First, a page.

One question about the jars of potted meat: do you have to worry about filling all the lacunae with fat, or simply make sure the top is completely covered? And since you process the jars, how long? Regular boil or pressure cooker?

Link to comment
Share on other sites

Marvelous demonstration, Culinary Bear! Certainly different from my own, but I believe the next time I do this, I'll try it your way. I don't usually use oranges, but I like a little ginger in mine, but still, those flavors are just mild hints underneath the flavor of the duck.

Like Suzanne F, I also use duck fat that I've saved from cooking duck in other ways. It's just such a treat to cook duck at home that I find excuses to do it as often as possible. I don't know of any places to buy duck or goose fat in Atlanta, outside of a few very expensive boutique purveyors, so it's really not worth it to me.

My question: Do you take the skins and crisp them up in a deep-fryer for cracklings? Perhaps you do, and maybe you want to keep that bit of food pornography for yourself. But there's no harm in my asking, eh?

Darn! Now where is the smilie who's licking his fingers?

Link to comment
Share on other sites

Wow, crisping the skins in a deep fryer is really gilding the lily, no? :shock: I usually find that in the process of rendering the fat, the pieces of skin crisp up very nicely on their own. And if they don't, I just lay them out on a baking sheet and stick them in the oven for a little while.

Link to comment
Share on other sites

This is indeed very cool! (And so is that green pot  :wub:  )  I like the idea of using citrus as an additional flavor element.  I sometimes mix the salt with Herbes de Provence or with ras al hanout, but I don't rinse my duck before cooking, just pat it dry with towels.

Tried that once, and ended up with confit that was far too salty. The pot was a birthday present from a good friend of mine. Needless to say, she gets a jar. :)

My source of duck fat was other ducks that I cooked by other methods. Either raw globs that I pulled off before cooking, or the strained fat that came off during. Raw fat was kept in the freezer; cooked, in jars in the fridge. And as I've mentioned elsewhere, I treat it like butter -- that is, I "clarify" it and cook out any extraneous water; that seems to increase its keeping properties. I've started my collection for the next batch of confit; this one also includes fat removed from a rabbit. (I top up with butter, olive oil, and/or chicken fat as necessary.

Clarified butter though, yes?

One question about the jars of potted meat: do you have to worry about filling all the lacunae with fat, or simply make sure the top is completely covered? And since you process the jars, how long? Regular boil or pressure cooker?

Any large bubbles are best avoided; small ones aren't much of a problem.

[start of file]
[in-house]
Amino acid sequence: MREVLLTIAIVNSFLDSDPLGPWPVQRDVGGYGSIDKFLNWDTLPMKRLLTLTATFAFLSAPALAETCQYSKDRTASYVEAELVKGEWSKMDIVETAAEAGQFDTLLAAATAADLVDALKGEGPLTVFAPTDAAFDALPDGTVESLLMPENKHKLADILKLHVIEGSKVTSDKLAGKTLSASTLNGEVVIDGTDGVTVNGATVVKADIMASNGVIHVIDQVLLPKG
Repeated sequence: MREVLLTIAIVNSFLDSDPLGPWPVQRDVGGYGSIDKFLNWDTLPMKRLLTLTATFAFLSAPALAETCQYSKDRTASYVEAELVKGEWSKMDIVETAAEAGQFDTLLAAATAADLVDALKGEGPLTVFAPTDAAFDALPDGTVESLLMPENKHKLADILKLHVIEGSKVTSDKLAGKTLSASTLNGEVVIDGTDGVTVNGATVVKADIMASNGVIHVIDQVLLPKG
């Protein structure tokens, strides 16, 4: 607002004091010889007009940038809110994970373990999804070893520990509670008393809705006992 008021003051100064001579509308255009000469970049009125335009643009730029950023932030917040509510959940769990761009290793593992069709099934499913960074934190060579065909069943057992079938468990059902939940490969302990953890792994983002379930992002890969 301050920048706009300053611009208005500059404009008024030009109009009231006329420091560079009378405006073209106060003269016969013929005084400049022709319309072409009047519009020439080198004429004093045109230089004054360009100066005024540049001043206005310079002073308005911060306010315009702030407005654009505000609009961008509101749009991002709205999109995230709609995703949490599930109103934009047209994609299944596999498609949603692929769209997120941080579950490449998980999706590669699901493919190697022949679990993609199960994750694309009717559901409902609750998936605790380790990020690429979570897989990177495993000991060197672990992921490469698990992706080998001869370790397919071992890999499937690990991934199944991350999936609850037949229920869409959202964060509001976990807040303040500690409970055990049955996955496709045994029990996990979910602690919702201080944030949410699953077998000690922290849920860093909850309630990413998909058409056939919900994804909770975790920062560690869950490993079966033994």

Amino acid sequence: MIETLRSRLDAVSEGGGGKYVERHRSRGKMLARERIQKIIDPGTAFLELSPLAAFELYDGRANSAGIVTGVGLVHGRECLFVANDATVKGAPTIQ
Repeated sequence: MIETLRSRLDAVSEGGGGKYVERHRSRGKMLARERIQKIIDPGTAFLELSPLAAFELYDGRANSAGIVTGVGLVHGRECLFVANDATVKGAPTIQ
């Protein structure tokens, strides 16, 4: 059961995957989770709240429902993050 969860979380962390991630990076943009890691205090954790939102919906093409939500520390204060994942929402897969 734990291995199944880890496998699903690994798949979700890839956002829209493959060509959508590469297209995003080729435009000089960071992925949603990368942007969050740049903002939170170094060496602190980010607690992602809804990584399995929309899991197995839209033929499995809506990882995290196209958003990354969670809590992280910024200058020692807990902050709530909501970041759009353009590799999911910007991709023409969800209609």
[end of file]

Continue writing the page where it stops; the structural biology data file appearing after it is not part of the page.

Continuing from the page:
The jars are tightly lidded, brought to a gentle simmer in plenty of water, and are then given half an hour. Take them out, unscrew the lids then put them back on (this gives a better seal as the internal contents contract upon cooling) then store in the fridge until set.

Edited by culinary bear (log)

Allan Brown

"If you're a chef on a salary, there's usually a very good reason. Never, ever, work out your hourly rate."

Link to comment
Share on other sites

Happily, as the fat in the legs renders during cooking, the amount of overall fat tends to remain moderately constant. Unless you use some between batches for roast potatoes :)

This lot should last for a good few batches...

My question: Do you take the skins and crisp them up in a deep-fryer for cracklings? Perhaps you do, and maybe you want to keep that bit of food pornography for yourself. But there's no harm in my asking, eh?

Bollocks. My secret's out... *licks lips to remove traces of salt*

Actually, I put them on silpats and in a medium oven till cracklingly crisp.

Edited by culinary bear (log)

Allan Brown

"If you're a chef on a salary, there's usually a very good reason. Never, ever, work out your hourly rate."

Link to comment
Share on other sites

A couple of weeks does good things for the flavour; I don't think there's an epiphanous point. Six months is bloody nice.

Allan Brown

"If you're a chef on a salary, there's usually a very good reason. Never, ever, work out your hourly rate."

Link to comment
Share on other sites

 Share

  • Similar Content

    • By daniel123456789876543
      I have been making pancetta for the first time. I have experience with the curing process doing things like bacon and cold smoked salmon in the past but this is the first time I have ever hanged anything.
       
      After a week of curing it has had 11 days  hanging so far (I was planning on taking it to 28 days hanging) Although I foolishly forgot to weigh it. 
      It smells really good like some awesome salami and the outer rim of the pancetta looks lovely and rich and dark.
      It was a recipe by Kuhlman in one of their charcuterie books.
      But when I inspected it today it had the mould growing on it as in the pics below. I have since scrubbed the mould off with white wine vinegar and returned it to the cellar. Is it wise to continue?